Sometimes what’s wrong with your air conditioning and heating system really doesn’t require the service of an expert repair person. Here are some common troubleshooting tips to go over before you call for a repair.
Check circuit breakers at fuse box. The outdoor condenser unit and indoor air handler unit have their own breaker. Even if breakers appear to be in the correct position, they are often tripped. Flip circuit breaker off and back on.
If the unit is leaking water one of three possible things has occurred
Make sure your thermostat is set to the “Auto” position.
In the warmer room, make sure the vent is open or open it further. If this does not resolve the problem, the situation is the result of one of the following three conditions.
Call for Service.
A temperature reading of within three (3) degrees up or down is considered normal. New digital thermostats are more accurate.
Call for service and schedule an extensive 21-point Breathe Green Tune-Up
A/C filters should be kept clean or replaced monthly.You should be using filters with a minimum MERV rating of 8 or higher. Please visit our section on Indoor Air Quality (IAQ).
As dirt, debris, pollen and spores accumulates on your coil over time it will grow fungus, mold and bacteria. This build-up will restrict your air flow and cause you to have less cooling throughout your house and, at the same time, increase your electric bill. The bacteria and mold spores will circulate through your entire home and possibly affect your allergies and your health.The only way to fix this problem is to have the coil professionally cleaned.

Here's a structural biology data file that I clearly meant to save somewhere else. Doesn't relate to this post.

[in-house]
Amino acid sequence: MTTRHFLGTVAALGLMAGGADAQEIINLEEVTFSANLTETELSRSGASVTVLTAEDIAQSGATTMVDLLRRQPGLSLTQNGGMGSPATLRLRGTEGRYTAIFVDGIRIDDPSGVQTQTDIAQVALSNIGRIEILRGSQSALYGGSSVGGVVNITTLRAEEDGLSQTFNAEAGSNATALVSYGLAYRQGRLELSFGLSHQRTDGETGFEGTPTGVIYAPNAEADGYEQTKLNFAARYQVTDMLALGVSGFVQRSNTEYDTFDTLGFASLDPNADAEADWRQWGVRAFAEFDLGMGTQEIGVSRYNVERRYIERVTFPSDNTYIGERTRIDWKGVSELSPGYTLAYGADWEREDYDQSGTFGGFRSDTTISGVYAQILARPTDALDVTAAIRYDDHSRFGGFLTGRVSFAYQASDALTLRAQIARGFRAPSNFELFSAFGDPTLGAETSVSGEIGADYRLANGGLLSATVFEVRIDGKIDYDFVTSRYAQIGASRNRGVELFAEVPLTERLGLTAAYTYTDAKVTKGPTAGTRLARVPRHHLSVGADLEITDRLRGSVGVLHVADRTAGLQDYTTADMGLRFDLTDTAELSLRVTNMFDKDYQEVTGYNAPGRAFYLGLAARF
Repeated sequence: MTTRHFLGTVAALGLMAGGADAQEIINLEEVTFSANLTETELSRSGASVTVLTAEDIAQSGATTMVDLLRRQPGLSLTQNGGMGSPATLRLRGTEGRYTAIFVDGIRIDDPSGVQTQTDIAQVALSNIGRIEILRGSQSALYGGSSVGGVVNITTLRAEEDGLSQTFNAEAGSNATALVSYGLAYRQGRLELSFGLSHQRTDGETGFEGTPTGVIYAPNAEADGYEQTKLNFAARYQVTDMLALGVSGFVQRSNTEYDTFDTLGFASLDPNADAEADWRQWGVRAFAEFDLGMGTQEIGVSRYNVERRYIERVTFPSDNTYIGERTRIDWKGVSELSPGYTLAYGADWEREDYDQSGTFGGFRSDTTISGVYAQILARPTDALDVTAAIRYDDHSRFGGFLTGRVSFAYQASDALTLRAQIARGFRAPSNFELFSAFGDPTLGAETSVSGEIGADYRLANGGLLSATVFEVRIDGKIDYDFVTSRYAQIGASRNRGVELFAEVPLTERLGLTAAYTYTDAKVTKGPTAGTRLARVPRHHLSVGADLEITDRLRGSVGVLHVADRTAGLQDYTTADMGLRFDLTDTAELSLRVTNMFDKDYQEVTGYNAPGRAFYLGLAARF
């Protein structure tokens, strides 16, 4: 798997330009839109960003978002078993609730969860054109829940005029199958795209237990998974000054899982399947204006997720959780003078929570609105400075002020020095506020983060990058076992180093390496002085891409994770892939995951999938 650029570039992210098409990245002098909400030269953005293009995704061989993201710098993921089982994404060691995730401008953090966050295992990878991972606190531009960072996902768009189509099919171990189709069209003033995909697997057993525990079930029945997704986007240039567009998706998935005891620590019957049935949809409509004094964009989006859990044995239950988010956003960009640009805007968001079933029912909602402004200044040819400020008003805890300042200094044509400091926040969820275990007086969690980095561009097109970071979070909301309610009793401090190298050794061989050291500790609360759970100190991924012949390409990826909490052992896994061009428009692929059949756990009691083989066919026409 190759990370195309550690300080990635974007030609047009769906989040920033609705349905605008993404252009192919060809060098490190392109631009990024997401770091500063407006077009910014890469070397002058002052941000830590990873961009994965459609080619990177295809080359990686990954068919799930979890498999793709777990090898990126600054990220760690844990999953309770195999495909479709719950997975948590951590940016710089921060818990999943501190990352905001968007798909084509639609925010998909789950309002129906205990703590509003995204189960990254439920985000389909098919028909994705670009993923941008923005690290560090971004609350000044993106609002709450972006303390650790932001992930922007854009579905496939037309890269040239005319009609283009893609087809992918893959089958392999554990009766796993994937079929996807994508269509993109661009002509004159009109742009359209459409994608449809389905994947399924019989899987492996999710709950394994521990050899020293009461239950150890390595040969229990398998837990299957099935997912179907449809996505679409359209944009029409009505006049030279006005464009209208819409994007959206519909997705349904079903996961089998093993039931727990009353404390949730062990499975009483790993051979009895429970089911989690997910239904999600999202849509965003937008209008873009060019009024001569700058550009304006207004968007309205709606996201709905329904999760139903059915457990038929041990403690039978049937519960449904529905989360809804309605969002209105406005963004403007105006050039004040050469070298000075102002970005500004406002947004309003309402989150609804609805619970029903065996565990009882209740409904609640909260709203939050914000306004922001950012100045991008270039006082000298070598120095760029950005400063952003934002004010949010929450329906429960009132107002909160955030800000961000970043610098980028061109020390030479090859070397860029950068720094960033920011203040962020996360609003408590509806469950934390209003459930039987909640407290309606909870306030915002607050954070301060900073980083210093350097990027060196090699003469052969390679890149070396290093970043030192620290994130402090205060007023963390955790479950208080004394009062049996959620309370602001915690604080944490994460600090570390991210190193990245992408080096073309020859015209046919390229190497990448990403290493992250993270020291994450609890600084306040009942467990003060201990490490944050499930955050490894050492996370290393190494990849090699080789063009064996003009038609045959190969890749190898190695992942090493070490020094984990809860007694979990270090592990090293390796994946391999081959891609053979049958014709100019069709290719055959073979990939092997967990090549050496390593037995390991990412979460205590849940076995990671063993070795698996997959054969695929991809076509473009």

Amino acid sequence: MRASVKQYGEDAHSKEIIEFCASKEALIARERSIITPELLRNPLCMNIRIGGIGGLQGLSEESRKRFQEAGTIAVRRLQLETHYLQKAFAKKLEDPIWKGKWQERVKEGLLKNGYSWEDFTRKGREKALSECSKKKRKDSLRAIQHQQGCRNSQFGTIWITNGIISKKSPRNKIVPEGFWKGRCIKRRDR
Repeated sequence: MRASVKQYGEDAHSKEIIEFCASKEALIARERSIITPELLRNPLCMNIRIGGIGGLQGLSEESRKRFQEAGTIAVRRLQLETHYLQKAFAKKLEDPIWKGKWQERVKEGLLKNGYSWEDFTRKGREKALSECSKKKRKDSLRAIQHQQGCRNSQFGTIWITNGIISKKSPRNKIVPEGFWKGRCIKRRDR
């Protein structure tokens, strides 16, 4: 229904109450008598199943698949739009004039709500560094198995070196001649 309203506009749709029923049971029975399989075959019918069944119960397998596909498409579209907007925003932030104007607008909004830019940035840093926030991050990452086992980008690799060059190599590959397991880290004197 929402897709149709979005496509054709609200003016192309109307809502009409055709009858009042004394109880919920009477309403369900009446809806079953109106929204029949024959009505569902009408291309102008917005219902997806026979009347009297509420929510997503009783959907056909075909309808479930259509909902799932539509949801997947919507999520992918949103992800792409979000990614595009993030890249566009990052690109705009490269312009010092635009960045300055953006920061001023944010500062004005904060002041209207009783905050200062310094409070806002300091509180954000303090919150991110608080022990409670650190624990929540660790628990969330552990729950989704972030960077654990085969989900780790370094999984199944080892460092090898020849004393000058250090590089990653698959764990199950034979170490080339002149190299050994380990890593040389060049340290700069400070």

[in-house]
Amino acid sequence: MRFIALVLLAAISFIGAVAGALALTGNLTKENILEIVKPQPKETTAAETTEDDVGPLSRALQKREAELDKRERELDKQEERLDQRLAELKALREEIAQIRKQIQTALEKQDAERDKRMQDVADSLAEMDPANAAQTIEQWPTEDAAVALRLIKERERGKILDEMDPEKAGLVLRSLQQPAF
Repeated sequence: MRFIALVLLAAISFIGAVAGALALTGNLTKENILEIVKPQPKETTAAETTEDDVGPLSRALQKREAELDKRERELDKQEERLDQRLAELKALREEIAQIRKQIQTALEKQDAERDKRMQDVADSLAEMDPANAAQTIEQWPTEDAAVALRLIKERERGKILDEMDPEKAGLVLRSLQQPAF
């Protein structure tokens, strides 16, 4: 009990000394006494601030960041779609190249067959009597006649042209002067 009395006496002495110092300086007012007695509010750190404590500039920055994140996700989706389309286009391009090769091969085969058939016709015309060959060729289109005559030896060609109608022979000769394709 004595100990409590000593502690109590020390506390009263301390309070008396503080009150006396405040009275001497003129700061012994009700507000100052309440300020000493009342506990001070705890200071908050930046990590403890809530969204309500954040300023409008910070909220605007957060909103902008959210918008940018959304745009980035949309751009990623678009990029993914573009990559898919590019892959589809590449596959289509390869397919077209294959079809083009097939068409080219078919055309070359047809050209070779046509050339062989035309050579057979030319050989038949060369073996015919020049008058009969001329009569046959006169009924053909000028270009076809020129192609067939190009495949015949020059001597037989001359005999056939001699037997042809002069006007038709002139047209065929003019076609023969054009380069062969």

Most programmable thermostats are capable of four different time and temperature settings. A programmable thermostat will reduce your power bill by fluctuating temperature settings while you are at work, away or asleep.We highly recommend this product.
All A/C units should be maintained at least once per year.
Check the circuit breakers at fuse box. Please note that when using your heat for the first time in cool weather, you may smell a slight burning odor. Dust has accumulated over the months and is burning off the heating coils. This is normal and should last no more than 30 minutes.
Make sure the heating temperature is set above the room temperature. Check to make sure the thermostat is set to “Heat” and “Auto” position. Flip your circuit breaker off and back on. Some units can take 60 to 90 seconds before the heat cycle turns on. If you’ve allowed ample time and still no heat, turn your thermostat to the “OFF” position and call for service.
Make sure the temperature is set above the room temperature. As air circulates through the system, repeatedly, it will get warmer. If you have had your heat on for over 3 hours and it’s still not getting warm you need to call for service.
Make sure the thermostat is set to the “Auto” position. If the actual temperature is above the temperature set, call for service. If the actual temperature is below the temperature set, the heat will continue to run until it reaches the temperature for which it is set. If you find it hasn’t shut off after reaching the requested temperature, call for service.